A jacket for E.H.W. Meyerstein

IMG_5582Found among a collection of publisher’s file copies from the Gollancz archive a novel by  E.H.W. Meyerstein. It was his last work, as he died in the year of its publication (1952). It was a  bibliomystery set in Hampstead entitled Tom Tallion. The blurb and printed notes on the sleeves of thejacket are lengthy and enthusiastic and its anonymous author had probably read the whole book and may have even been a fan of Meyerstein’s work.

 Connoisseurs have long regarded Mr Meyerstein as one of the wittiest and most urbane novelists of the day… This book has the same delightful blend of the prosaic and the fantastic [as his last novel Robin Wastraw]. Mr Meyerstein writes of the most startling events as if they were commonplaces, and through his eyes the ordinary business of living takes on a fabulous quality.

It would be a pity to describe the plot, though we could hardly spoil the reader’s pleasure by doing so. Tom, like Robin, is a reflective boy brought up in a scholarly and eccentric environment, haunted by echoes of murder and arson, pursued by a middle-aged woman, remaining detached from all such extravagances of behaviour and quietly following his own interests and calling. There are exquisite episodes. There’s the day, for instance, when Tom, bored with ‘nature study’ at school, eats the pomegranate which he is supposed to be drawing, then sketches it from memory with a sudden assurance – he thereby discovers a unique theory of art, and painting becomes his vocation. There is the business of old Mr Wilkins sudden death. There was Captain Clements, who erupts into Tom’s life with his sinister interest in the occult. There is Mrs Heene, the missionary author of God or Dog?  who abruptly loses her faith and raise a flag with the inscription: “THERE IS NO GOD (MRS) HIRAM HEENE.’

Continue reading

George Sims and espionage

img_2750Found in a thriller by George Sims (1923 -1999) an interesting letter about the book. Sims was a successful and much admired dealer in rare books, something of a poet and a novelist with several of his books being about the book trade (bibliomysteries.) This book Who is Cato? (Macmillan, London 1981) actually has an art dealer, one William Marshall (rich but disillusioned), as its hero. He becomes involved in espionage through his connection to  ‘Intelligence’ in WW2 and finds himself working against the KGB many years later while on holiday in Majorca…

The letter from Sims to a woman friend, who ran a bookshop, is on headed notepaper from his cottage ‘Peacocks’ in Hurst, Berkshire. It reads:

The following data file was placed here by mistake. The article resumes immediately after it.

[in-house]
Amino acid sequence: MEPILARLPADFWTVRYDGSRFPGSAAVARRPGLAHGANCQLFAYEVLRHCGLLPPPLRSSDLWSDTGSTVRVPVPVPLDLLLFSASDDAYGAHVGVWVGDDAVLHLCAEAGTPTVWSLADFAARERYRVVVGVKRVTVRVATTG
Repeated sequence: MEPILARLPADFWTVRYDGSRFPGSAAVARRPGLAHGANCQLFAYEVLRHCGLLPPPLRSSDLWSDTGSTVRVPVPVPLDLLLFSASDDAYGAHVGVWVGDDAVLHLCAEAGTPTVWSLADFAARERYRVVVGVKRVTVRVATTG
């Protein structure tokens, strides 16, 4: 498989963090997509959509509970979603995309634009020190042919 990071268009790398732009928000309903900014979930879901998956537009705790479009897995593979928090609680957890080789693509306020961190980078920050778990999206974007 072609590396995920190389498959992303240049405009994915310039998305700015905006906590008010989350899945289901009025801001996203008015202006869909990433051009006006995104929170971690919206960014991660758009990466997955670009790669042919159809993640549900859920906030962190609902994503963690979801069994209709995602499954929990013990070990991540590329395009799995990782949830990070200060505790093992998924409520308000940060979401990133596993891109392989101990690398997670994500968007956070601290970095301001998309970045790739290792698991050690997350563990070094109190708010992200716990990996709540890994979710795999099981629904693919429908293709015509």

Many thanks for your helpful cheering letter. I was glad to have it. Probably I’ve told you that when Cato was published we were in America and our daughter phoned to say that there had been a mysterious burglary at our cottage in which nothing was taken. When I came back I was puzzled as to how an entry was made into our cottage and my office; nothing was missing not even some £10 notes in the office drawer… exactly like the burglary which took place at William Marshall’s cottage near Hambleden!!

Obviously someone thought I knew more than I did. I was to blame as I had signed the official secrets document when I was at the SCU, and there was quite a deal of fact mixed with the fiction. Love George.

The S.CU. ‘Special Communications Units’ were outstations of S.I.S (‘Special Intelligence Services’) involved mostly with radio communications. They were disbanded in 1946. Sims, known to be irascible, appears quite philosophic about this incident. His books are collected, especially the bibliomysteries, also his excellent and still mouthwatering catalogues

The name is Bond…Sexton Bond

From the Peter Haining papers, this typed manuscript  by the great researcher and expert on British comics and periodicals W.O.G. ('Bill') Lofts (1923-1997). It is interesting that Fleming got even close to writing a Sexton Blake, a bit like J.K. Rowling deciding to do a new Secret Seven adventure (actually not a bad idea..)

Sexton Blake and James Bond

I must confess that I greatly enjoyed the James Bond novels by Ian Fleming. Alas, there were only about sixteen of them as he died a premature death in 1964. Since then a number of other writers have penned them, but never read as well as the creator.

The first in 1955 was entitled 'Casino Royal' when the author an ex-M.I.5 man, certainly was authentic in every detail. The films that commenced in 1963 with 'Dr. No'*. I also greatly enjoyed, especially those featuring Sean Connery. Roger Moore his successor was just as good, though even more suitable to the Saint character, with his type of humour.

Continue reading